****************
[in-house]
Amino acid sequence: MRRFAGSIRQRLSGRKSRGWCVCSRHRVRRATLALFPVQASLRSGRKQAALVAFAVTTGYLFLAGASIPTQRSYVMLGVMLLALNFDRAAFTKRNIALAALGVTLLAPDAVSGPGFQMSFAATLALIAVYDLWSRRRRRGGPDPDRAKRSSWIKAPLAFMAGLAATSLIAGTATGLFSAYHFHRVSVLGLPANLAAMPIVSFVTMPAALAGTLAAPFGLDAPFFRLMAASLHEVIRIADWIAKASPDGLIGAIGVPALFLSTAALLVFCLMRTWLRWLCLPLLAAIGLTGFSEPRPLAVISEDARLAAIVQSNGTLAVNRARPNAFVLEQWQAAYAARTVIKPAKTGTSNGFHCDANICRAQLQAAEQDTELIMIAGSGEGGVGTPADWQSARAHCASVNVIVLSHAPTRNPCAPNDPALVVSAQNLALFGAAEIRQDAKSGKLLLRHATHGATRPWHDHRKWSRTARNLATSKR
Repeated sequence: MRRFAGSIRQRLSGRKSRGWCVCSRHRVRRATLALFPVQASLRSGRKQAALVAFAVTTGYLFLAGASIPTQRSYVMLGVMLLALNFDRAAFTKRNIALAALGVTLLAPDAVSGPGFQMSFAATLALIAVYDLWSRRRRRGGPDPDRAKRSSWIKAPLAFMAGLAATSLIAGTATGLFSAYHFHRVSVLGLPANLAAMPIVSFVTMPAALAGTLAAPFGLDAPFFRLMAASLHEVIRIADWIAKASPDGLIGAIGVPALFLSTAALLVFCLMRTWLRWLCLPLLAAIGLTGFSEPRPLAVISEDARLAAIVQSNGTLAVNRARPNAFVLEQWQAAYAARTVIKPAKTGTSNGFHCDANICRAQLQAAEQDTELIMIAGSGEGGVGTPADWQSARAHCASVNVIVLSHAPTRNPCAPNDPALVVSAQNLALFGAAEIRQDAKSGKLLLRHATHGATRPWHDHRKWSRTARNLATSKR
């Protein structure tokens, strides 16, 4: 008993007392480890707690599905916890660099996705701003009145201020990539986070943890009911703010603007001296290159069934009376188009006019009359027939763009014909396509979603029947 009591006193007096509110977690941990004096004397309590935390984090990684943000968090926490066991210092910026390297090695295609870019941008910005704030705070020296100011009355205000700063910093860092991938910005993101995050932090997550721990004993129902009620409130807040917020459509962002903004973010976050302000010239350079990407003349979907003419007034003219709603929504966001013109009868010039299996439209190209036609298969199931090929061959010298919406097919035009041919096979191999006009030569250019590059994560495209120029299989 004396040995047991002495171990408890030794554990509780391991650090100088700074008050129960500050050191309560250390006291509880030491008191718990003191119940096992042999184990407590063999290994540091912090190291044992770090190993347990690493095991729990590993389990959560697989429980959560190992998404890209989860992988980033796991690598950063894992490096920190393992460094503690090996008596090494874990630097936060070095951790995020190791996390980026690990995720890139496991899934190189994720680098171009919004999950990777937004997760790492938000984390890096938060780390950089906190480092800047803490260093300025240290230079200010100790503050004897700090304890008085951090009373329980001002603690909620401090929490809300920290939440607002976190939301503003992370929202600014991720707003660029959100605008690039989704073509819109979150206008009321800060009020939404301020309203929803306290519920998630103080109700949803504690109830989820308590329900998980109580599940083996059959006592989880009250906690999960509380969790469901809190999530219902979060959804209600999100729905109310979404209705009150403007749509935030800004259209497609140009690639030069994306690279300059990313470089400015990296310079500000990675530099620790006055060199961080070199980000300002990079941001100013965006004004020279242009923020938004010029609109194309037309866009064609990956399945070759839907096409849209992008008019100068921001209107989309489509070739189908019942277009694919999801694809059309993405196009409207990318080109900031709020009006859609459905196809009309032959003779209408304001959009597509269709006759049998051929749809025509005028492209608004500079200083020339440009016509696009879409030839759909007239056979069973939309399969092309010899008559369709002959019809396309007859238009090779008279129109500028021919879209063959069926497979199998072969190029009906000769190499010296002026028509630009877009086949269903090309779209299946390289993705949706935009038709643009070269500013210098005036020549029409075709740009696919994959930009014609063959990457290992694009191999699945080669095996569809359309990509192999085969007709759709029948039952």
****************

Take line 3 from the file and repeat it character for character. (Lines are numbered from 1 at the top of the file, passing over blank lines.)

Repeated sequence: MRRFAGSIRQRLSGRKSRGWCVCSRHRVRRATLALFPVQASLRSGRKQAALVAFAVTTGYLFLAGASIPTQRSYVMLGVMLLALNFDRAAFTKRNIALAALGVTLLAPDAVSGPGFQMSFAATLALIAVYDLWSRRRRRGGPDPDRAKRSSWIKAPLAFMAGLAATSLIAGTATGLFSAYHFHRVSVLGLPANLAAMPIVSFVTMPAALAGTLAAPFGLDAPFFRLMAASLHEVIRIADWIAKASPDGLIGAIGVPALFLSTAALLVFCLMRTWLRWLCLPLLAAIGLTGFSEPRPLAVISEDARLAAIVQSNGTLAVNRARPNAFVLEQWQAAYAARTVIKPAKTGTSNGFHCDANICRAQLQAAEQDTELIMIAGSGEGGVGTPADWQSARAHCASVNVIVLSHAPTRNPCAPNDPALVVSAQNLALFGAAEIRQDAKSGKLLLRHATHGATRPWHDHRKWSRTARNLATSKR